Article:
Aristotle’s (384-322 B.C.) interest in language was both philosophical and scientific. In his book on animals the ten paragraphs devoted to language follow immediately after a discussion of the senses. His differentiation of sound, voice, and language is based on his physical concept of sound production. In his opinion, voice was produced in the trachea and language resulted from the modulation of the voice by tongue and lip movements. Language proper is only found in man. Children babble and stammer because they have not yet gained control over their tongues. Among the animals only the song of birds is similar call, “kak kak” in one vicinity and “tri tri” in another and as the song of a bird will differ from that of its parents’ if it grows up without them. Language, like the song of the nightingale, is perfected by training.
Aristotle had based his differentiation of man’s language (logos) from the language of animals (phonē) biologically, for he thought that man’s language was produced mainly by movement of the tongue and the sounds of animals by the impact of air on the walls of the trachea. He did not think that human language could have been derived from sounds, noises or the expression of emotions seen in animals and children. “A sound is not yet a word it only becomes a word when it is used by man as a sign.” “The articulated signs (of human language) are not like the expression of emotions of children or animals. Animal noises cannot be combined to form syllables, nor can they be reduced to syllables like human speech” [12]. He rejected an onomatopoeic origin of language and established the primacy of its symbolic function. Because he recognized that the meaning of spoken language was based on agreement, it has been claimed that he thought language to be of cultural origin. I terms of the old antithesis of physis versus nomos, Aristotle saw both principles operative in language. Physis meant to him the law of nature without the virtue of justice which it had contained for Plato, and Nomos was replaced by thesis and had come to mean man made. Language, as such, he considered physis, and the meaning of words he attributed to thesis [13].
The question of the origin of language had not been raised in Greek philosophy until Epicurus (341-271 B.C.) asked:”What makes language possible? How does man form words so that he is understood?”[14]. He concluded that neither God nor reason, but Nature was the source of language. To him, language was a biological function like vision and hearing. A different opinion was held by Zeno (333-262 B.C.) the founder of the Stoa, to whom language was an expression of man’s mind and derived from his reason. He believed that names had been given without conscious reflection or purpose [15].
Although Epicurus had been the first to contemplate the origin of language, Chysippos (died about 200 B.C.) a stoic, was the first to consider language in terms broader than names. Before him the ambiguity of some names had been noted but no satisfactory explanation had been found. Chrysippos proclaimed that all names were ambiguous and lost their ambiguity by being placed in context. Thereby he drew attention to the importance of the grouping of words but his belief that language did not follow logic kept his inquiry from proceeding any further [16].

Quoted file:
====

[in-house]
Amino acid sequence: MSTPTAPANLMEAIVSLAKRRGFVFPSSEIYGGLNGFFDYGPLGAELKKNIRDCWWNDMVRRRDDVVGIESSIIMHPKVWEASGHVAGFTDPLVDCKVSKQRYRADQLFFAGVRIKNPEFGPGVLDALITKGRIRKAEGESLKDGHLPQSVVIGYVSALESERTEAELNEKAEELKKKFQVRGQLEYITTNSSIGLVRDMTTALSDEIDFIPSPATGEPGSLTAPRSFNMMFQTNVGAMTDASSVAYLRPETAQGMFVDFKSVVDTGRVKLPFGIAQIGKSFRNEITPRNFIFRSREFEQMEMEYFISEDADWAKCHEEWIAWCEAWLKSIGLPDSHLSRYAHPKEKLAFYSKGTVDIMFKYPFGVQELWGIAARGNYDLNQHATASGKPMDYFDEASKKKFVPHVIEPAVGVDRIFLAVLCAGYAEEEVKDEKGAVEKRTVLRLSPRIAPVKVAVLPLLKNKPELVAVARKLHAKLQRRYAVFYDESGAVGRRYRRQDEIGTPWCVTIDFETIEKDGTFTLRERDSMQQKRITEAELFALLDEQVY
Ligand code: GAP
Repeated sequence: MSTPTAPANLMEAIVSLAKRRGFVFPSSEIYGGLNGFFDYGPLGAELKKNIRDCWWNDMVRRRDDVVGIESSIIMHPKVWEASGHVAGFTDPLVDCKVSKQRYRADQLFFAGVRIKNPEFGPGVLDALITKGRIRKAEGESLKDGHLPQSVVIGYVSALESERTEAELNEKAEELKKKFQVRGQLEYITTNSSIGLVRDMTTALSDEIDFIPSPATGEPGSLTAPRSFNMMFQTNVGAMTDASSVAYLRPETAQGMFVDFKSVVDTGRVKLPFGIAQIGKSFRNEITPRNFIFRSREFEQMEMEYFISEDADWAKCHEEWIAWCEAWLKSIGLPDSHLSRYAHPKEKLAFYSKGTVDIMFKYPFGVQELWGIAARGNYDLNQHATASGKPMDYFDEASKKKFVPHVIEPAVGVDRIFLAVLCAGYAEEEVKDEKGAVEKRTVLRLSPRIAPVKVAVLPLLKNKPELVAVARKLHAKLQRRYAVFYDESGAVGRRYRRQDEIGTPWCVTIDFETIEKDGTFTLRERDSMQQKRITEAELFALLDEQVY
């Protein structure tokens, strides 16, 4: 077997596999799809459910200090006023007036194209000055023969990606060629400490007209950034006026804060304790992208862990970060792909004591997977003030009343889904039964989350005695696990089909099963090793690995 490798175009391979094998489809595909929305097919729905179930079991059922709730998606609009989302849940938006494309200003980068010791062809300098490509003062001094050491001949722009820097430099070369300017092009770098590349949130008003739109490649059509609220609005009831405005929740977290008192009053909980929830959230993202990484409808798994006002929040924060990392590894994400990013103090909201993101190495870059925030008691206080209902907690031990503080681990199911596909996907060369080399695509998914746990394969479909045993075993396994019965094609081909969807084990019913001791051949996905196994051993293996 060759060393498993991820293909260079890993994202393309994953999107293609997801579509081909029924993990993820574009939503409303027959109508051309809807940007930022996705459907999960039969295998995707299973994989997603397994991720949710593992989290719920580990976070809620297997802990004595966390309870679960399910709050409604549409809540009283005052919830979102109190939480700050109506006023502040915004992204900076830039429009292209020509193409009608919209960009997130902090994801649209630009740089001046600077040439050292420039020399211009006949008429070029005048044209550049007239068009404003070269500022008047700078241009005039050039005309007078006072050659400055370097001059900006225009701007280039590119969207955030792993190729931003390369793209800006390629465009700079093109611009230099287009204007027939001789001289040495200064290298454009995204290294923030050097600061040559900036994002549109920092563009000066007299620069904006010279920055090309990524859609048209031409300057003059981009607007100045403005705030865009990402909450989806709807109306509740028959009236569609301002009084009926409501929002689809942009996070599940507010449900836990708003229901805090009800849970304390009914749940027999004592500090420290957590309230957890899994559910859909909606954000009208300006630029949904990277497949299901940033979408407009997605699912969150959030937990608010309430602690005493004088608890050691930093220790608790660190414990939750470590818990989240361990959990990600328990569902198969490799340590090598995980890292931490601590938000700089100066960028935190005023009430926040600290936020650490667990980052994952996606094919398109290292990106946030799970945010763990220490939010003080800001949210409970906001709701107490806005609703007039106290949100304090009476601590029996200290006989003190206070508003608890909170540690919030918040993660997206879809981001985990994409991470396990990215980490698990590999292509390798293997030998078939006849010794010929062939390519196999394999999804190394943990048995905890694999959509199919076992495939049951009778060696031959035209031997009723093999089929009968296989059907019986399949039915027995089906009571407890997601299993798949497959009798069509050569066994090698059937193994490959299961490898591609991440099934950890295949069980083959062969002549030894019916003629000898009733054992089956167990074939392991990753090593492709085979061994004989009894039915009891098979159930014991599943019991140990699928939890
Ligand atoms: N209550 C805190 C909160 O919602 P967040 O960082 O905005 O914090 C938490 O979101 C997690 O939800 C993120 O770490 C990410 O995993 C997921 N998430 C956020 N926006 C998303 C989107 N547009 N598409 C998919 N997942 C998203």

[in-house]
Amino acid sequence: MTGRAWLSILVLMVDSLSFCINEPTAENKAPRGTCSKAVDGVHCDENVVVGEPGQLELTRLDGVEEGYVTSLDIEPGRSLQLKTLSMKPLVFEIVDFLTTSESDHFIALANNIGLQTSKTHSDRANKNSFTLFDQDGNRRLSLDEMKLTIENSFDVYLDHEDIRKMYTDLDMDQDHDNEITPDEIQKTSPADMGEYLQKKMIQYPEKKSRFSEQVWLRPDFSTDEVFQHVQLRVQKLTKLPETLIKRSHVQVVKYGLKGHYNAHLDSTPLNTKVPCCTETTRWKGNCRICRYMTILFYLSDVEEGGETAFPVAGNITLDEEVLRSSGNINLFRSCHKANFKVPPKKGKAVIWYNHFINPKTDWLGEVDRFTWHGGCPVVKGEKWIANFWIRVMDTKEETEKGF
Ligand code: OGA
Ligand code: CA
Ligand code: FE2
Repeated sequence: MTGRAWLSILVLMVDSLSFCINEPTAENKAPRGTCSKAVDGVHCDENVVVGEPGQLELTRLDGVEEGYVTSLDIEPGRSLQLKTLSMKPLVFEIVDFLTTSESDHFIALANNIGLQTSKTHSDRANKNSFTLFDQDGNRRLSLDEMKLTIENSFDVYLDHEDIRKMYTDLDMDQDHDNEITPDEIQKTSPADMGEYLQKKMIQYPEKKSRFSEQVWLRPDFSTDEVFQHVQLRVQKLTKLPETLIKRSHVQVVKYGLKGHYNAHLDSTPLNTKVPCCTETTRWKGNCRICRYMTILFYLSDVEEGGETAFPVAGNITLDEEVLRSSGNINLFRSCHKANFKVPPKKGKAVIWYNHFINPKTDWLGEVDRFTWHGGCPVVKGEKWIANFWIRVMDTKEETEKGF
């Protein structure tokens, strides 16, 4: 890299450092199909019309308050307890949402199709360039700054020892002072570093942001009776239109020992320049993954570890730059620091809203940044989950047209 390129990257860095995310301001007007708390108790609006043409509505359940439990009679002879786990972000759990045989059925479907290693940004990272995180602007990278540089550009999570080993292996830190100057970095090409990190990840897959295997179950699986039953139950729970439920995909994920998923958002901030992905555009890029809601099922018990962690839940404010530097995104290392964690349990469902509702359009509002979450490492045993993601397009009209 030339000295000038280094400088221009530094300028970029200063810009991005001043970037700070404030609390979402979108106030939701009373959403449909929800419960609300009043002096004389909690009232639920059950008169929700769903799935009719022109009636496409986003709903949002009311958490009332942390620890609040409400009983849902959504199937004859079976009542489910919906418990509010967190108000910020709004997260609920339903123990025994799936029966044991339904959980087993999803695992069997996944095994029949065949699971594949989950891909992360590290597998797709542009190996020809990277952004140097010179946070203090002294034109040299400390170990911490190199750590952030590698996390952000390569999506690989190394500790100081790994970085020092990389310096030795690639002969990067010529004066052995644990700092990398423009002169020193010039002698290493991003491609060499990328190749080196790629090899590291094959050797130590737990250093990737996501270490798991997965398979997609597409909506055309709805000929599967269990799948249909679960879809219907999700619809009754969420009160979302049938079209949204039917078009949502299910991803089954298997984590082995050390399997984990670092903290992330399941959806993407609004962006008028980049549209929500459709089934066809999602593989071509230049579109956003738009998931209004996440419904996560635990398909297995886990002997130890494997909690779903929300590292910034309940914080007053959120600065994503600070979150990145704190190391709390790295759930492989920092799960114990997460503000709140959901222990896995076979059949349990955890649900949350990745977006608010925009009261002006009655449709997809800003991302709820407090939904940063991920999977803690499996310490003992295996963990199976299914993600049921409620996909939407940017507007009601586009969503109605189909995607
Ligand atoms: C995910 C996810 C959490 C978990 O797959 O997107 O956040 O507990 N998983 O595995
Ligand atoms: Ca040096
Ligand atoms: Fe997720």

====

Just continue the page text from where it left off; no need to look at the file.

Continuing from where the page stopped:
Toward a bilogical theory of language development (General summary)

We have discussed language from many different aspects, have drawn various conclusions and offered a variety of explanations. If we now stand back and survey the entire panorama, will this synopsis suggest an integrated theory? I believe it will.


The language theory to be proposed here is based upon the following five empirically verifiable, general biological premises.

(i) Cognitive function is species-specific. Taxonomies suggest themselves for virtually all aspects of life. Formally, these taxonomies are always type-token hierarchies, and on every level of the hierarchy we may discern differences among tokens and, at the same time, there are commonalities that assign the tokens logically to a type. The commonalities are not necessarily more and more abstract theoretical concepts but are suggested by physiological and structural invariances. An anatomical example of such an invariance is cell-constituency- it is common to all organisms. In the realm of sensory perception there are physiological properties that result in commonalities for entire classes of animals, so that every species has very similar pure stimulus thresholds. When we compare behavior across species, we also find certain invariances, fro instance, the general effects of reward and punishment. But in each of these examples there are also species differences. Cells combine into a species-specific form; sensations combine to produce species-specific pattern-recognition; and behavioral parameters enter into the elaboration of species-specific action patterns.
Let us focus on the species-psecificities of behvior. There are certain cerebral functions that mediate between sensory input and motor output which we shall call generically cognitive function. The neurophysiology of cognitive function is larely unknown but its behavioral correlates are the propensity for problem solving, the formation of learning sets, the tendency to generalize in certain directions, or the facility for memorizing some but not other conditions. The interaction or integrated patterns of all of these different potentialities produces the cognitive specificities that have induced von Uexkuell, the forerunner of modern ethology, to propose that every species has its own world-view. The phenomenological implications of his formulation may sound old-fashioned today, but students of animal behavior cannot ignore the fact that the differences in cognitive processes (1)are empirically demonstrable and (2) are the correlates of species-specific behavior.

(ii) Specific properties of cognitive function arereplicated in every memberof the species. Although there are individual differences among all creatures, the members of one species resemble each other very closely. In every individual a highly invariable type of both form and function is replicated. Individual differences of most characteristics tend to have a normal (Gaussian) frequency distribution and the differences within species are smaller than between species. (We are disregarding special taxonomic problems in species identification.)